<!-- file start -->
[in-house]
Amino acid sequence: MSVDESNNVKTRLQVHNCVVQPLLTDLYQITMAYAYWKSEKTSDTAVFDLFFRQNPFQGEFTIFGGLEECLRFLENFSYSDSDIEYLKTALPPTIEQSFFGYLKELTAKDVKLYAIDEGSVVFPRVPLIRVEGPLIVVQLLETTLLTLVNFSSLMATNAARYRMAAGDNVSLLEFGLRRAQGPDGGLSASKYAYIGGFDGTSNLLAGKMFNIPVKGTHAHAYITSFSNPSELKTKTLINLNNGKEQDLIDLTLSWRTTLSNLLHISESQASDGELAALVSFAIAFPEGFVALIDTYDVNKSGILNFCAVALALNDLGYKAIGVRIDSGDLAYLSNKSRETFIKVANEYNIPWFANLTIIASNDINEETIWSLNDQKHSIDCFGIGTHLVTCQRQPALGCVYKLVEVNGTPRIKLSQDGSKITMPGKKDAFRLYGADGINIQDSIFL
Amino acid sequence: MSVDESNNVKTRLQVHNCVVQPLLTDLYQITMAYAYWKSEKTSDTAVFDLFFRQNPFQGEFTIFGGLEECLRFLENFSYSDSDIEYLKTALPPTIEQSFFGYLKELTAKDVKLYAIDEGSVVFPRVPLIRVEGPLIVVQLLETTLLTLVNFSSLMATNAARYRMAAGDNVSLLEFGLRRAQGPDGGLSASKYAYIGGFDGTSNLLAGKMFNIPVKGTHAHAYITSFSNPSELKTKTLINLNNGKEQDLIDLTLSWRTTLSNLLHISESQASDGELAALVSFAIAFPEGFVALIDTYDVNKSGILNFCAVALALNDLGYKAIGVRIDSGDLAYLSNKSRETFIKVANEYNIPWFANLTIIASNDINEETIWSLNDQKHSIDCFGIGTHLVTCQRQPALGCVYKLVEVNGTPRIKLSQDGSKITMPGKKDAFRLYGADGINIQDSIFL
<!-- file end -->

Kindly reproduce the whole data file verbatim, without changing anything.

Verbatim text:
[in-house]
Amino acid sequence: MSVDESNNVKTRLQVHNCVVQPLLTDLYQITMAYAYWKSEKTSDTAVFDLFFRQNPFQGEFTIFGGLEECLRFLENFSYSDSDIEYLKTALPPTIEQSFFGYLKELTAKDVKLYAIDEGSVVFPRVPLIRVEGPLIVVQLLETTLLTLVNFSSLMATNAARYRMAAGDNVSLLEFGLRRAQGPDGGLSASKYAYIGGFDGTSNLLAGKMFNIPVKGTHAHAYITSFSNPSELKTKTLINLNNGKEQDLIDLTLSWRTTLSNLLHISESQASDGELAALVSFAIAFPEGFVALIDTYDVNKSGILNFCAVALALNDLGYKAIGVRIDSGDLAYLSNKSRETFIKVANEYNIPWFANLTIIASNDINEETIWSLNDQKHSIDCFGIGTHLVTCQRQPALGCVYKLVEVNGTPRIKLSQDGSKITMPGKKDAFRLYGADGINIQDSIFL
Amino acid sequence: MSVDESNNVKTRLQVHNCVVQPLLTDLYQITMAYAYWKSEKTSDTAVFDLFFRQNPFQGEFTIFGGLEECLRFLENFSYSDSDIEYLKTALPPTIEQSFFGYLKELTAKDVKLYAIDEGSVVFPRVPLIRVEGPLIVVQLLETTLLTLVNFSSLMATNAARYRMAAGDNVSLLEFGLRRAQGPDGGLSASKYAYIGGFDGTSNLLAGKMFNIPVKGTHAHAYITSFSNPSELKTKTLINLNNGKEQDLIDLTLSWRTTLSNLLHISESQASDGELAALVSFAIAFPEGFVALIDTYDVNKSGILNFCAVALALNDLGYKAIGVRIDSGDLAYLSNKSRETFIKVANEYNIPWFANLTIIASNDINEETIWSLNDQKHSIDCFGIGTHLVTCQRQPALGCVYKLVEVNGTPRIKLSQDGSKITMPGKKDAFRLYGADGINIQDSIFL